3.4 The different bôshi forms
Aoe-bōshi (青江帽子) – Special bōshi interpretation appearing with the Chū-Aoe school which is undulating, shows a tight nioiguchi, and whose smallish ko-maru-kaeri turns relative abruptly and rather pointed and runs back straight back to the mune.
hakikake-bōshi (掃掛け帽子) – Bōshi whose main characteristic feature are hakikake. However, a bōshi with an even larger amount of hakikake is usually referred to as kaen (火炎).
ichimai-bōshi (一枚帽子) – A fully or almost fully tempered kissaki. In some cases part of the outline of the bōshi is still discernible somewhere in the kissaki area. That means, the kissaki is not completely hardened and a kaeri can be seen somewhere very close to the mitsukado (the point where yokote, shinogi, and ko-shinogi merge). The transitions between an ichimai-bôshi and a bôshi with a pronounced yaki ga fukai are fluid.
ichimonji-kaeri (一文字返り) – Bōshi where the kaeri sets off in a straight manner towards the mune and does not run back along the back (or runs back only very little).
jizō-bōshi (地蔵帽子) – Bōshi which appars more or less as midare-komi but with a sharply constricted kaeri area that makes it look like a profile of a statue of the Bodhisattva Jizō. A jizō-bōshi is particularly typical for Mino blades.
kaen (火焔・火炎) – Lit. “flame, blaze.” Very nie-laden bōshi with an abundance of hakikake which looks like flames. Sometimes also referred to as kaen-gashira (火焔頭・火炎頭, lit. “head in flames”).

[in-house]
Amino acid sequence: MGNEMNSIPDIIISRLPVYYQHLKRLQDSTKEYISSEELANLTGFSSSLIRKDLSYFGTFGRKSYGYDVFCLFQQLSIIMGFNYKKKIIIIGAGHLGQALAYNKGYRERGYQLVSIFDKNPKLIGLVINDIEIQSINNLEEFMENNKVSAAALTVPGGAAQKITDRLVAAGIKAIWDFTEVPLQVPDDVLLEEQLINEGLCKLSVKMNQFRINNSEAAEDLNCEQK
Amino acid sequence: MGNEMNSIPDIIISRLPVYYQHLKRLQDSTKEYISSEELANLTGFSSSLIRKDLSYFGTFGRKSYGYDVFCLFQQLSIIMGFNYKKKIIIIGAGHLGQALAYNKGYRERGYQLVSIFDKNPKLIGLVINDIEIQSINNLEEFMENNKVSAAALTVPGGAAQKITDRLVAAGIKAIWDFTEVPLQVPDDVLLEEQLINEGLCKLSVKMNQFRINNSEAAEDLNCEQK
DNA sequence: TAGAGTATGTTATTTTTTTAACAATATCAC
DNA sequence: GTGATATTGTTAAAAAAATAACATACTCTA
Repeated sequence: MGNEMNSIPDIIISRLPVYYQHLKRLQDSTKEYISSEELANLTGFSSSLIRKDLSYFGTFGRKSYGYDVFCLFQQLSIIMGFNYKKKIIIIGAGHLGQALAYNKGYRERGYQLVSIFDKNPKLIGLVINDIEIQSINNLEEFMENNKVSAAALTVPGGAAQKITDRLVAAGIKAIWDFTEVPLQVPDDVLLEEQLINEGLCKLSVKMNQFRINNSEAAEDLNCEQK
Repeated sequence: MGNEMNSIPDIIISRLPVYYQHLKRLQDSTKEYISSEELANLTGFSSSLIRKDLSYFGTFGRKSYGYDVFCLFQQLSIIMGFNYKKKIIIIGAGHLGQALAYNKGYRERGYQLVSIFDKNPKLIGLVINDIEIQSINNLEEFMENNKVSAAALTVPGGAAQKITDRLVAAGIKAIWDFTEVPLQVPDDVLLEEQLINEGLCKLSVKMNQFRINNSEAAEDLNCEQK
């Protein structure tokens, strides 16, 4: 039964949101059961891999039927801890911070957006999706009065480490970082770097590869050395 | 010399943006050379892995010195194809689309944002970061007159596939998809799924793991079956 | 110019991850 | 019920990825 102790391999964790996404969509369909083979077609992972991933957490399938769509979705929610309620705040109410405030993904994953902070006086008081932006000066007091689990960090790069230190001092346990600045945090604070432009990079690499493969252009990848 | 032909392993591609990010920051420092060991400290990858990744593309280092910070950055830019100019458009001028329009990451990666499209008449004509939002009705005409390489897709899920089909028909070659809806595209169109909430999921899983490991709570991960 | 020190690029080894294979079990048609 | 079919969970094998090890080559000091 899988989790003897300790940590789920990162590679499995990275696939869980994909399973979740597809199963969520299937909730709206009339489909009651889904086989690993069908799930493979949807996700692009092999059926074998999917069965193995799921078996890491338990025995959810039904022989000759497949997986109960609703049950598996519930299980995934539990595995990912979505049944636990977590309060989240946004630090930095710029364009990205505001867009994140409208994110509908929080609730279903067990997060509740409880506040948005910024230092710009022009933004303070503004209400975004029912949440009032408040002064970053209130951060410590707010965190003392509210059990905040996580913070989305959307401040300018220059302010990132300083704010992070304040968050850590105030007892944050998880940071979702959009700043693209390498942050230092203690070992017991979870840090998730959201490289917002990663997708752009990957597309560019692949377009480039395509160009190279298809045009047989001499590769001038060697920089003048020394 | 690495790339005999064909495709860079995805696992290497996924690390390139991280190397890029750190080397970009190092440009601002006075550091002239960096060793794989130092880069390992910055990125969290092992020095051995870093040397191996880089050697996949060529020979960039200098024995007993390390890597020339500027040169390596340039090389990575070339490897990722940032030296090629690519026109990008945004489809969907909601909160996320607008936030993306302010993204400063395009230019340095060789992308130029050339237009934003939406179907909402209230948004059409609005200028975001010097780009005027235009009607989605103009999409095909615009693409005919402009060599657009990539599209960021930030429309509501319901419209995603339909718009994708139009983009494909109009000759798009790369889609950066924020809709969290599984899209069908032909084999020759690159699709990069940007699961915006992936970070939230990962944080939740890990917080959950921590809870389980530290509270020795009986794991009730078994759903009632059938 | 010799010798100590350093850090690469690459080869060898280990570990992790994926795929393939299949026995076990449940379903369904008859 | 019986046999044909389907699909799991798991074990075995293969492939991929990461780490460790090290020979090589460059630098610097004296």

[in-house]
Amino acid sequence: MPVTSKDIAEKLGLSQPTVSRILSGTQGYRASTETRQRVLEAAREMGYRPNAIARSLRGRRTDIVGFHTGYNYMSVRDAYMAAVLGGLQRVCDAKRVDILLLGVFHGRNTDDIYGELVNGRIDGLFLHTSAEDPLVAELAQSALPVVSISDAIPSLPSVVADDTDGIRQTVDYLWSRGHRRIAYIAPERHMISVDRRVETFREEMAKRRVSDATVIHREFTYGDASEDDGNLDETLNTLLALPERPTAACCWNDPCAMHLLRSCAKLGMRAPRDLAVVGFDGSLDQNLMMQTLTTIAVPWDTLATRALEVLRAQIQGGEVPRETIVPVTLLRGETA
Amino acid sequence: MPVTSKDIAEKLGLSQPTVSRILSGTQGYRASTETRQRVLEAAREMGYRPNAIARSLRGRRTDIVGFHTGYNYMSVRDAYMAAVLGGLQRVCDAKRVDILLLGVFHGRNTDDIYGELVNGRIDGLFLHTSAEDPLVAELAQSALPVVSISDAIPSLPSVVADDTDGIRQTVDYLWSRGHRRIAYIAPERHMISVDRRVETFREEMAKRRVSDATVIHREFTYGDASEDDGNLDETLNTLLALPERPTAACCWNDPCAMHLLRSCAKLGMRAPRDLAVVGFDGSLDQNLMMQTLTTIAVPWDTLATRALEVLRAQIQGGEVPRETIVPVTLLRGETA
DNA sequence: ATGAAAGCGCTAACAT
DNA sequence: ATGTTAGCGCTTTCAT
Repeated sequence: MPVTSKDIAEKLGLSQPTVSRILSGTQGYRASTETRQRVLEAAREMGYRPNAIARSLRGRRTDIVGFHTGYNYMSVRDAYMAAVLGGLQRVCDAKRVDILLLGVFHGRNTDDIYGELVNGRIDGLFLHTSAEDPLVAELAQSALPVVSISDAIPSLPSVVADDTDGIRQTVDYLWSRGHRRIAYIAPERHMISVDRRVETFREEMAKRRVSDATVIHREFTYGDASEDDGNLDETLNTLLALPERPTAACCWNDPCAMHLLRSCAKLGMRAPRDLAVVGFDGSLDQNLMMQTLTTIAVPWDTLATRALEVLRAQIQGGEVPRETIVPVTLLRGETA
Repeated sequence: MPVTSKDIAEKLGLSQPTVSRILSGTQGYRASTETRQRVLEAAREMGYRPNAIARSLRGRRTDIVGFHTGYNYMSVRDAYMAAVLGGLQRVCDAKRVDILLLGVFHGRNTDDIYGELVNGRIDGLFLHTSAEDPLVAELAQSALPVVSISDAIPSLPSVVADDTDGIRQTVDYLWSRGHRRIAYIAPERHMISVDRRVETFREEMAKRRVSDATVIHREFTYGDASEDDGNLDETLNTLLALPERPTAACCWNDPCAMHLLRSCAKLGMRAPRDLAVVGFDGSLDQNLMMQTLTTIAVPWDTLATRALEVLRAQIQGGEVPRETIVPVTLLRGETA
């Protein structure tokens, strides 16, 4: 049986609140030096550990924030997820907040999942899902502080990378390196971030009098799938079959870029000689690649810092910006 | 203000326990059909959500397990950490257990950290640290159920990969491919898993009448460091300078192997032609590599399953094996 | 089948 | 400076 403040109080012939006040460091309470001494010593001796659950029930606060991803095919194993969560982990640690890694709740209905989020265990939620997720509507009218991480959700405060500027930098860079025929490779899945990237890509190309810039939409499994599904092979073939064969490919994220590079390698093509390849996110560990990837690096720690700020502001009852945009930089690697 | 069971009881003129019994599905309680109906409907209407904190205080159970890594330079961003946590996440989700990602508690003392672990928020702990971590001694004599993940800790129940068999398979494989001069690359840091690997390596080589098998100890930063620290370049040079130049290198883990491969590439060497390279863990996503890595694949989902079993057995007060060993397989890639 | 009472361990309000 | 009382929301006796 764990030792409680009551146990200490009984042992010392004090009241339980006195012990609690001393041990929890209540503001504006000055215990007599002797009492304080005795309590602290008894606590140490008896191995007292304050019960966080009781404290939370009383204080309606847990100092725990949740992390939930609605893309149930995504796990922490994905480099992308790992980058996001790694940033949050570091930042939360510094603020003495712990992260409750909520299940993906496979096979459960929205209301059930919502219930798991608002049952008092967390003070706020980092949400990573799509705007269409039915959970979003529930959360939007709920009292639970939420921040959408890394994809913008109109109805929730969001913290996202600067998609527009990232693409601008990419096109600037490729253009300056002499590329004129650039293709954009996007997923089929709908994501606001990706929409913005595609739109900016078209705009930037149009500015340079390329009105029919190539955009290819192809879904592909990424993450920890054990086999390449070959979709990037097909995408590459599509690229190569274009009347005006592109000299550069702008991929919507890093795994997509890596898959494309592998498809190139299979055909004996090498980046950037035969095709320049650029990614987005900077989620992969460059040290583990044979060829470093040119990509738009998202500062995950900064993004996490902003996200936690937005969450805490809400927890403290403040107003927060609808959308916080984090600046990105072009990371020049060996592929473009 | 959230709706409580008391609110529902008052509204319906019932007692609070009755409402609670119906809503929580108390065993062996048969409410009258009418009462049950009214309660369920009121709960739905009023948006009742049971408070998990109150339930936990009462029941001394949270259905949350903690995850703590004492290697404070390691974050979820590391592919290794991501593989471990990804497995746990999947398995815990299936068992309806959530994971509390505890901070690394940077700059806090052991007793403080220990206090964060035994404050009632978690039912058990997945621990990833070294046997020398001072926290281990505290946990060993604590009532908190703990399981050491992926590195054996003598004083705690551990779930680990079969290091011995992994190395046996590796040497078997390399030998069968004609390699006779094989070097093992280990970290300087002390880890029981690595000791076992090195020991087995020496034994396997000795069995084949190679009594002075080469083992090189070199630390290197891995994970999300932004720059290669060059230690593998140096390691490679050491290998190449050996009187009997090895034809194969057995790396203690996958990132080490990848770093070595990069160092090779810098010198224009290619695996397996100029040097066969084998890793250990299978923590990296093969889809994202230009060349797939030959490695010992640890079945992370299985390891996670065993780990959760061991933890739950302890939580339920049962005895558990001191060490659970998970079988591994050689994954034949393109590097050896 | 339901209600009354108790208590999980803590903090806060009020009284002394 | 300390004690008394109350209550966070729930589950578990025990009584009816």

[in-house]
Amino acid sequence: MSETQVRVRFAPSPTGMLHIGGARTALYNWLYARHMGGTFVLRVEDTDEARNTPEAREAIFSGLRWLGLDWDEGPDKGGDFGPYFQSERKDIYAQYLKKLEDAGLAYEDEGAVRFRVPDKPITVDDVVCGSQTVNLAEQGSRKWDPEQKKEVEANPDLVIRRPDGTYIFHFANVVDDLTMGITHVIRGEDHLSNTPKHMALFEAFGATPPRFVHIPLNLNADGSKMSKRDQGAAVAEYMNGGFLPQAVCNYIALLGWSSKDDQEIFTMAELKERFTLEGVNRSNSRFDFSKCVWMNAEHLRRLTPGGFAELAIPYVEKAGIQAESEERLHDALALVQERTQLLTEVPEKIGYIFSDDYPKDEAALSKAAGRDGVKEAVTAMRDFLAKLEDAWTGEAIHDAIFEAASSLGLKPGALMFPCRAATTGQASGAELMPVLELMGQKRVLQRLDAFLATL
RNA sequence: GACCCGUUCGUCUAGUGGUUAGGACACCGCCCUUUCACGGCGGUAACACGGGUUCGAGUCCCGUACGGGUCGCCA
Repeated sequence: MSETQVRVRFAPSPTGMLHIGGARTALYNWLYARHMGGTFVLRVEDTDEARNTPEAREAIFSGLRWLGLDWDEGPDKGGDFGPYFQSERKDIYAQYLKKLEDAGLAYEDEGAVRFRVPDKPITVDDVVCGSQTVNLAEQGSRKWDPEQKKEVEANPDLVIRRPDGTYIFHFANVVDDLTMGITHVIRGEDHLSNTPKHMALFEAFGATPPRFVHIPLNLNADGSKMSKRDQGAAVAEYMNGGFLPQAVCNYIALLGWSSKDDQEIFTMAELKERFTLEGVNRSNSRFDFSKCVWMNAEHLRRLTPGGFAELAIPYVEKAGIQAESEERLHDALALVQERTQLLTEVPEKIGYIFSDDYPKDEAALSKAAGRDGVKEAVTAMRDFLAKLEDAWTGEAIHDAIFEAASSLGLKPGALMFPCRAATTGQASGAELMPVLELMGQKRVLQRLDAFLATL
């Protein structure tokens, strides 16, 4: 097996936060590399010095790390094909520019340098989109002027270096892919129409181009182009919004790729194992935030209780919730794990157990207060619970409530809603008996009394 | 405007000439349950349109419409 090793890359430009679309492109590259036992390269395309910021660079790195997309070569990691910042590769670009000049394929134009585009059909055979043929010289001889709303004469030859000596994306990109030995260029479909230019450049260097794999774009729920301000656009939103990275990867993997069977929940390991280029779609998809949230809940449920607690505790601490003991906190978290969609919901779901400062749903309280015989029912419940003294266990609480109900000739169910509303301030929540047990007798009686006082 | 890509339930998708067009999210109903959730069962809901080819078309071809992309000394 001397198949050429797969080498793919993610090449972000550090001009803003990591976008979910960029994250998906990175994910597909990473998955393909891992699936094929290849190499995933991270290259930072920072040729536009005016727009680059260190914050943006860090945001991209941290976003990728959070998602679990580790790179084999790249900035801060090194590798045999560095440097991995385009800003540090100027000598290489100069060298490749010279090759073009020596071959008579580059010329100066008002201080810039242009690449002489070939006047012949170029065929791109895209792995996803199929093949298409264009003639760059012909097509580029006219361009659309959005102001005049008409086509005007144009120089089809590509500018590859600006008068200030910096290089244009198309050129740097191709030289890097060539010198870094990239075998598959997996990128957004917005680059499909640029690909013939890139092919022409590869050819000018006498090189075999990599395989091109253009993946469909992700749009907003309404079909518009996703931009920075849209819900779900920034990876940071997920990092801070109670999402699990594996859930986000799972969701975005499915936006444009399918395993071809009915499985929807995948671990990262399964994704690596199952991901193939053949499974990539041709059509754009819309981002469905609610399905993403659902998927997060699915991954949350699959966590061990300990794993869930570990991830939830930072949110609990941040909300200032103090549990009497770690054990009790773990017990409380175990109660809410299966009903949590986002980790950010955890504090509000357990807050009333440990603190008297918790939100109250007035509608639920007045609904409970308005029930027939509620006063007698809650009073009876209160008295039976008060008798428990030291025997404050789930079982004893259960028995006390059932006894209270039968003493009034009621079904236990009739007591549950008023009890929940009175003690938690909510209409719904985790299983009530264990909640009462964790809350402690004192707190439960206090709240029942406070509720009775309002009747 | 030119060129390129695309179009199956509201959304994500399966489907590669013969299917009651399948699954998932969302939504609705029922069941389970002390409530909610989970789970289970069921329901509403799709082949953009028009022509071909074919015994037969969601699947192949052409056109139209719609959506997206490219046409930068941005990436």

ko-maru (小丸) – Small roundish kaeri.
midare-komi (乱れ込み) – Irregular, midare-based bōshi.
Mishina-bōshi (三品帽子) – Basically a variant of the sansaku-bōshi but with a kaeri that looks like a narrow jizō-style kaeri. This bōshi interpretation was often applied by smiths in the vicinity of the Mishina school, thus the name.
nie-kuzure (沸崩れ) – A heavily nie-laden bôshi that appears frayed so that it is hard to define the habuchi or outline, or in extreme nie-kuzure cases no outline can be made out at all. A nie-kuzure is often seen on Sôshû blades and at schools and smiths who worked in or were influenced by the Sôshû tradition, for example the Hasebe (長谷部) and Nobukuni (信国) schools, Shikkake Norinaga (尻懸則長), and the Sôden-Bizen, Horikawa, and Satsuma-shintô smiths, just to name a few. The transition between nie-kuzure, much hakikake, and kaen are fluid. A nie-kuzure bôshi might also tend to a nie-based ichimai-bôshi if the entire kissaki is thickly covered in nie.